UK officials have delivered a harsh rebuke to Chinese tech giant Huawei by raising new concerns over its engineering work and questioning the company’s commitment to security.
The Huawei Cyber Security Evaluation Centre, which monitors the company’s activities in the United Kingdom, said it has identified another round of “significant technical issues” with Huawei’s engineering.
In its annual report, the watchdog also said that Huawei has failed to address security issues raised last year, leading it to provide “only limited assurance” that risks from Huawei equipment already deployed in Britain can be managed.
It states that it would be “difficult” to manage risks from future Huawei product deployments unless the company’s software engineering and cyber security processes are fixed.
The report, which includes input from UK intelligence agencies, could make it more difficult for Huawei to convince the UK government and mobile operators that its products should be used in new superfast 5G networks.
Huawei has pushed back hard against repeated US claims that using its telecommunications equipment exposes countries to potential spying by the Chinese government.
The company denies the accusations, and has called on the Trump administration to provide evidence to back up the allegations. It has challenged a ban on federal agencies buying its products in US court.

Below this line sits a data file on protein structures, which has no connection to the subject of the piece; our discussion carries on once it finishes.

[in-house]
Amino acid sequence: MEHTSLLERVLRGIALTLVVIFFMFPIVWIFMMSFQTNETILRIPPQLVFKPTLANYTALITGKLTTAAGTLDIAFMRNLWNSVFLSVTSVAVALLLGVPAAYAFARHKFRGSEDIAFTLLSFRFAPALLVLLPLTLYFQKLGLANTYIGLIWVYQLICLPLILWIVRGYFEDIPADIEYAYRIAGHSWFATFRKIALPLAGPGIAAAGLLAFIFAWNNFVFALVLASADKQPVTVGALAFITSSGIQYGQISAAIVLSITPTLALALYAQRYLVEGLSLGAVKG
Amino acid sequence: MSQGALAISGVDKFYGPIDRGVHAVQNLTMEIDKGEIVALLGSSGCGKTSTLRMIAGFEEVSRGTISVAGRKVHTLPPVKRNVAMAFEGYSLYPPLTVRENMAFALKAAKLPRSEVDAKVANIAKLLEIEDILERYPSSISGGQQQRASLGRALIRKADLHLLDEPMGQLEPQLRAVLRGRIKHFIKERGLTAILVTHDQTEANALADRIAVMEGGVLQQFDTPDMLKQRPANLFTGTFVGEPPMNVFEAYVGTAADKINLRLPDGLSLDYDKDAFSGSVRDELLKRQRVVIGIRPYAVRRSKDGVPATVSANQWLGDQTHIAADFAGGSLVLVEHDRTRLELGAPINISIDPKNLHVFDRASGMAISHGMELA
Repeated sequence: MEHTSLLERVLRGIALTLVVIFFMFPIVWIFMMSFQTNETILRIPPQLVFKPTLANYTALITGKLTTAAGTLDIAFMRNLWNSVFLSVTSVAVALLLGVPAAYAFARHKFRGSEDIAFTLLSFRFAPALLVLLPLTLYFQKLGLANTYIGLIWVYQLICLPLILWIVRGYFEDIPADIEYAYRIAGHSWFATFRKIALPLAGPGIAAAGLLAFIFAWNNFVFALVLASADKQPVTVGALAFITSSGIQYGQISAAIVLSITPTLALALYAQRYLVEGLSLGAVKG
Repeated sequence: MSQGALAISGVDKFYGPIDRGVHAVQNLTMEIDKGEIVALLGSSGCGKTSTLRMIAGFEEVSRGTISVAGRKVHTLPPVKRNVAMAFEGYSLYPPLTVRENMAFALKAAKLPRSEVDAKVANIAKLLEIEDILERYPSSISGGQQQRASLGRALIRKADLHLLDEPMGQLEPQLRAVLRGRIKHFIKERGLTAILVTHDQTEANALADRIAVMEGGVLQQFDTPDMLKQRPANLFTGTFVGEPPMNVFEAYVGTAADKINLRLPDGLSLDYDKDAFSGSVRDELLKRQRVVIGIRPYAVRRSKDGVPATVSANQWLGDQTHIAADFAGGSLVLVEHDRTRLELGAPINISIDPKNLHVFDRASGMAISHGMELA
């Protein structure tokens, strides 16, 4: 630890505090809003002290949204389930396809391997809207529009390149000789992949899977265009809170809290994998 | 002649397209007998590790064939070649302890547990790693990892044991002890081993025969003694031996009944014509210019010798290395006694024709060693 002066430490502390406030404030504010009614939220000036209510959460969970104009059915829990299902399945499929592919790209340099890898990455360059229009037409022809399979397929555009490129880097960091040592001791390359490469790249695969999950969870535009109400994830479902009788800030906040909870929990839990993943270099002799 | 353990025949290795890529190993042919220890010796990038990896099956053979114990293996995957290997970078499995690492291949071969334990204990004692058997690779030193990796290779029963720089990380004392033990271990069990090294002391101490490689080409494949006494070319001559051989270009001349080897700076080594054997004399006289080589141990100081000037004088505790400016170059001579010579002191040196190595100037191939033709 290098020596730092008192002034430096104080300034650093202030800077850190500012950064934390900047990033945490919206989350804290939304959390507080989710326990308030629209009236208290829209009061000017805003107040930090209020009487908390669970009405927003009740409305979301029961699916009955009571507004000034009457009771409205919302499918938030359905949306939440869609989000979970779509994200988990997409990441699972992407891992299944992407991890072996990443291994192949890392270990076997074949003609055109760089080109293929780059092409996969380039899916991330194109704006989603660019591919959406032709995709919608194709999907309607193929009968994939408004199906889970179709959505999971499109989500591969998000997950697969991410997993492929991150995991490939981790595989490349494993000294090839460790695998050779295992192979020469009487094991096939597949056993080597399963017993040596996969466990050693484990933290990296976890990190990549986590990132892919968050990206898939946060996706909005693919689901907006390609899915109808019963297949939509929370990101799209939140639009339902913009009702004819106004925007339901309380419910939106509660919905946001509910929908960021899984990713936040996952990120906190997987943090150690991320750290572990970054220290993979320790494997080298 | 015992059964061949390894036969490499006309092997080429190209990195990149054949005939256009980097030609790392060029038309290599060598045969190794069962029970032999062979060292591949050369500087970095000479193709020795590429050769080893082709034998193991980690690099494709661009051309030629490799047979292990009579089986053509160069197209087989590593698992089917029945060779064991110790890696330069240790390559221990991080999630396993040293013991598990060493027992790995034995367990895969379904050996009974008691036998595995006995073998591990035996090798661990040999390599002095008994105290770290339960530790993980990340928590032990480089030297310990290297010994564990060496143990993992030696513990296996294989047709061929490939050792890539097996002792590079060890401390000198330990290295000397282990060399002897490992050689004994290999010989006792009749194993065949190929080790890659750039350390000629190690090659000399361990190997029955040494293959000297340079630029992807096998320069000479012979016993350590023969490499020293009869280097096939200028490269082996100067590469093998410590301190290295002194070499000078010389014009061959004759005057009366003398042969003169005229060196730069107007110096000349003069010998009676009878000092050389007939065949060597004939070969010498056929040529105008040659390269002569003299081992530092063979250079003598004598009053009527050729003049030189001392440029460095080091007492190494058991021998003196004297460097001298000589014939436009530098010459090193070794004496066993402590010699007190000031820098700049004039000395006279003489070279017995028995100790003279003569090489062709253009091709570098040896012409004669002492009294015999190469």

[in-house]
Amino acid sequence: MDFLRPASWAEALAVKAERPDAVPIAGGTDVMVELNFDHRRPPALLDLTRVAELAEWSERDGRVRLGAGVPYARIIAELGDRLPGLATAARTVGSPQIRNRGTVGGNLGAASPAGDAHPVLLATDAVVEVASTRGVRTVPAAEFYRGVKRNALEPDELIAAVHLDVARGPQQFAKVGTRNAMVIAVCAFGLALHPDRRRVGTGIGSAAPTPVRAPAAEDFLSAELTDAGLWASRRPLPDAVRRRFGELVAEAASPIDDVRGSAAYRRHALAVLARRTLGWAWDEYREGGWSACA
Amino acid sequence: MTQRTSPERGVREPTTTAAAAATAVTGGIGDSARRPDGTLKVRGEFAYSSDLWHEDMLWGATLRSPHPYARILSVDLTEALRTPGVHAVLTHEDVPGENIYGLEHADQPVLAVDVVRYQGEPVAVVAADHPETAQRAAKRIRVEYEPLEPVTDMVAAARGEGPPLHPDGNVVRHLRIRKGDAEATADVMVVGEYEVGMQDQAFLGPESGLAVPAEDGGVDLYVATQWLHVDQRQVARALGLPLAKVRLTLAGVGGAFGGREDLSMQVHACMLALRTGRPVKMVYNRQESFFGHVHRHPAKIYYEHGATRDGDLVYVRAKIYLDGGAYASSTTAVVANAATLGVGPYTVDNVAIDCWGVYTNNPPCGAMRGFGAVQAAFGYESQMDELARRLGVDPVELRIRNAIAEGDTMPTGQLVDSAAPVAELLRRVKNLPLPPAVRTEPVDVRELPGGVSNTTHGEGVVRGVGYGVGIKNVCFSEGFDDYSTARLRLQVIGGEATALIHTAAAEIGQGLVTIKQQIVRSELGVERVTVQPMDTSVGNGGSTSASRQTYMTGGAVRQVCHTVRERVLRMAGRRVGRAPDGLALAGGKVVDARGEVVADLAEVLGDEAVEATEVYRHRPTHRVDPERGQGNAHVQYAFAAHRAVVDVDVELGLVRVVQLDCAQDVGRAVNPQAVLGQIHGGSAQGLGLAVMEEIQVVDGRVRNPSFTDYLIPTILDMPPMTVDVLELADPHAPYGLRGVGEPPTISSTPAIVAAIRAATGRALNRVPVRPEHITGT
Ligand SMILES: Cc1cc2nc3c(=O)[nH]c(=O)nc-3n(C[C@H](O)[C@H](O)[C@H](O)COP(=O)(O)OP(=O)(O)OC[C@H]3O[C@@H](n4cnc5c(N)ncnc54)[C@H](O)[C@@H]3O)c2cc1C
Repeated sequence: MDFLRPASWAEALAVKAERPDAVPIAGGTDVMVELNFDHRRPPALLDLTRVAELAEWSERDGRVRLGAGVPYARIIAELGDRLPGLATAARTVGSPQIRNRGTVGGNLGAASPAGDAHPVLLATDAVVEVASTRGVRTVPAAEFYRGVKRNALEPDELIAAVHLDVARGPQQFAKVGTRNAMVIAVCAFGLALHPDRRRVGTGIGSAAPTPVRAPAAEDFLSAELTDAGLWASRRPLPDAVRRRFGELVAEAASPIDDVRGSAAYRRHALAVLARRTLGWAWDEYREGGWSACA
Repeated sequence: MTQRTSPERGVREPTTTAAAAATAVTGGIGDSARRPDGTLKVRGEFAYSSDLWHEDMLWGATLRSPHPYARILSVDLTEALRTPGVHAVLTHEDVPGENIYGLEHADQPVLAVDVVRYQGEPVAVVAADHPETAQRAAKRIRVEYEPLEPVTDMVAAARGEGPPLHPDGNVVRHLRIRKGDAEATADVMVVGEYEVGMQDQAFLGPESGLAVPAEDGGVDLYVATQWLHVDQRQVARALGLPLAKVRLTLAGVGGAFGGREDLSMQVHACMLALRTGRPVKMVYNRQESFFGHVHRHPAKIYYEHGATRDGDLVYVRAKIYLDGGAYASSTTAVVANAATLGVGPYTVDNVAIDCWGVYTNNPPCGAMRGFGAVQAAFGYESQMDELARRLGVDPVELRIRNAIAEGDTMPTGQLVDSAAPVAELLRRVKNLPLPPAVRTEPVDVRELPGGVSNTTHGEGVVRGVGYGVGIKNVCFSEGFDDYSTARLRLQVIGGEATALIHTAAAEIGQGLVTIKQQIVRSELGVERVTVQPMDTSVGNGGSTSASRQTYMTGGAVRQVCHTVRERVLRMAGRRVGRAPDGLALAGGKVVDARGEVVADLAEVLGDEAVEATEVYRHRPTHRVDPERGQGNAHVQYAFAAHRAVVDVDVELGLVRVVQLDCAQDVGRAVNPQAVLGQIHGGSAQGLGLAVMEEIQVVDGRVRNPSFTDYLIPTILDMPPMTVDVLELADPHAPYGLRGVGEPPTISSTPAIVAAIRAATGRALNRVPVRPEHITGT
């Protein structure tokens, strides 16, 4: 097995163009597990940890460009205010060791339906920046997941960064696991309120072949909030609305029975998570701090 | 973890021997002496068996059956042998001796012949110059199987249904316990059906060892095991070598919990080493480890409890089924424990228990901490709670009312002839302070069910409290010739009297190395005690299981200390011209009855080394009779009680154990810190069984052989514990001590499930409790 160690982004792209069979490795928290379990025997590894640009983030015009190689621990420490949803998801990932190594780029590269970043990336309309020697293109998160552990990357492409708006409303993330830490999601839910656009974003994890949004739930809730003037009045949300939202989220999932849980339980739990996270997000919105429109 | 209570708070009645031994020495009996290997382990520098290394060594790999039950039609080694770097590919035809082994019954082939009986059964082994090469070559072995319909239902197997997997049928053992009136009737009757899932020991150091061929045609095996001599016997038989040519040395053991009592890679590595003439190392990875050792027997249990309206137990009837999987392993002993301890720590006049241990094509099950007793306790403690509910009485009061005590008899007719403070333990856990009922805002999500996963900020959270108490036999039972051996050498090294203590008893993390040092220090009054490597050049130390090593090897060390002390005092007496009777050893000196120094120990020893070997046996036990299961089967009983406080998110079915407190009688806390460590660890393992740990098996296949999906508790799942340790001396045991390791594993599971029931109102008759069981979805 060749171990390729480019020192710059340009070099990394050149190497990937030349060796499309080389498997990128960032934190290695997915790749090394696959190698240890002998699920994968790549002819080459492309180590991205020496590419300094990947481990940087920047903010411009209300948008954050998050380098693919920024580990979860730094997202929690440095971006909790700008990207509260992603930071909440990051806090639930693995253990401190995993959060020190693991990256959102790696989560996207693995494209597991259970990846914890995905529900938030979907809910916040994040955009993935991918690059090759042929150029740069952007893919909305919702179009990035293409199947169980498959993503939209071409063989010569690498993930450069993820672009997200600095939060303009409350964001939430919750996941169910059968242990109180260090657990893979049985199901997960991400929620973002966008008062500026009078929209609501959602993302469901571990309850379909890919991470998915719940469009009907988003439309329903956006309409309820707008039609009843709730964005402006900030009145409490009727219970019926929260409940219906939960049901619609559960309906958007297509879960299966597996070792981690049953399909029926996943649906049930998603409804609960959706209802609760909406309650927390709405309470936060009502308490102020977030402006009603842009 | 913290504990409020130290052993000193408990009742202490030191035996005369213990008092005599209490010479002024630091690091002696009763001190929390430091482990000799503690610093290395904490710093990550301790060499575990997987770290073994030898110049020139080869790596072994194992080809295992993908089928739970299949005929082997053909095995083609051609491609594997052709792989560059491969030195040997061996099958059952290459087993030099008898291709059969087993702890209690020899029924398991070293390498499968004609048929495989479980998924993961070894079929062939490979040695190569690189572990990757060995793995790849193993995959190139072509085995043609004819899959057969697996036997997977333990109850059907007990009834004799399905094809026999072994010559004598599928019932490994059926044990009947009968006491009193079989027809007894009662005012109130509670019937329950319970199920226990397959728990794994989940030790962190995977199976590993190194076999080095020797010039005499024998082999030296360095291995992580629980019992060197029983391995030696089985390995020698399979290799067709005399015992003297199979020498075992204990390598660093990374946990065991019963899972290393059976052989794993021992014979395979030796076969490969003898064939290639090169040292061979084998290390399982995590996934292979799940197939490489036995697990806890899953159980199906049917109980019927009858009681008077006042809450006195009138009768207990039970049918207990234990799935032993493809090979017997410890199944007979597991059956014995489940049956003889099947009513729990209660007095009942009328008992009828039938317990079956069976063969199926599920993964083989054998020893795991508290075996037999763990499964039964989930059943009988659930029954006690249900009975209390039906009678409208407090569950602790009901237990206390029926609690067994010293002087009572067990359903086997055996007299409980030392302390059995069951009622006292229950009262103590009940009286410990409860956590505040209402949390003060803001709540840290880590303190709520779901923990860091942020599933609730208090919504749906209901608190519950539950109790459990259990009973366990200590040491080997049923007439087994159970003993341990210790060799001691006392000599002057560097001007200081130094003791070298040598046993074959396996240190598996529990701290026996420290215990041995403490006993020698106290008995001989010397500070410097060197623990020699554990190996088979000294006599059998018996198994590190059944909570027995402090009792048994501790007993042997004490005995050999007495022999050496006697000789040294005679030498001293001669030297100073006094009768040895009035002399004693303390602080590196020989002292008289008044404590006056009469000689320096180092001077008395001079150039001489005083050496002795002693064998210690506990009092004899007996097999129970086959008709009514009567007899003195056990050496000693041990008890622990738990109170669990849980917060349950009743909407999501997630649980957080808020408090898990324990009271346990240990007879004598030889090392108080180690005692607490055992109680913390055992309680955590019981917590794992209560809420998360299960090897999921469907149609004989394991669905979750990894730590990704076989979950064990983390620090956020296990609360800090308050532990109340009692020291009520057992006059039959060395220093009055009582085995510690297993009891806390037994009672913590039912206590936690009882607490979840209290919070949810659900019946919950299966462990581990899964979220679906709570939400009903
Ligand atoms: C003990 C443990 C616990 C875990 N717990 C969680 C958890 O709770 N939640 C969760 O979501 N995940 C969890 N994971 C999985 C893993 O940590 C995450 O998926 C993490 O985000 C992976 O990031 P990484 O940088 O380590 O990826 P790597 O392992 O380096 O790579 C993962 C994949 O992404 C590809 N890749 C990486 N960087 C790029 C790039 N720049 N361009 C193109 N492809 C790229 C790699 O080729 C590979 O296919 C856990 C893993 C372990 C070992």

Huawei, which is the world’s largest supplier of telecoms equipment, said Thursday that it has already launched a $2 billion program aimed at resolving the security issues raised by the United Kingdom.
“We understand these concerns and take them very seriously,” a Huawei spokesperson said.
The UK watchdog said its report that the security issues raised are about “basic engineering competence” and “cyber security hygiene,” and could be exploited by any number of actors.
It said it does not believe the defects identified “are a result of Chinese state interference.”
It also said that Huawei must do more to resolve the issues. The watchdog said it “has not yet seen anything to give it confidence in Huawei’s capacity to successfully complete” its transformation program.
Even more problematic for the Chinese company are concerns raised by the UK watchdog over its commitment to security.
The panel cites security commitments first made by Huawei in 2012 — and later repeated — that it said the company has not followed through on.
“Strongly worded commitments from Huawei in the past have not brought about any discernible improvements,” the watchdog said.
The report could influence a separate UK government review of telecoms equipment suppliers being carried out as mobile providers prepare to build next generation 5G networks.
BT (BT) said in December that it would not buy Huawei equipment for the core of its 5G network. Vodafone (VOD) said Thursday it had taken note of the report and welcomed government efforts to “understand and manage” risks.
The European Union asked its member states earlier this week to conduct 5G risk assessments, acknowledging there were concerns over Huawei. It stopped short, however, of the blanket ban sought by the United States.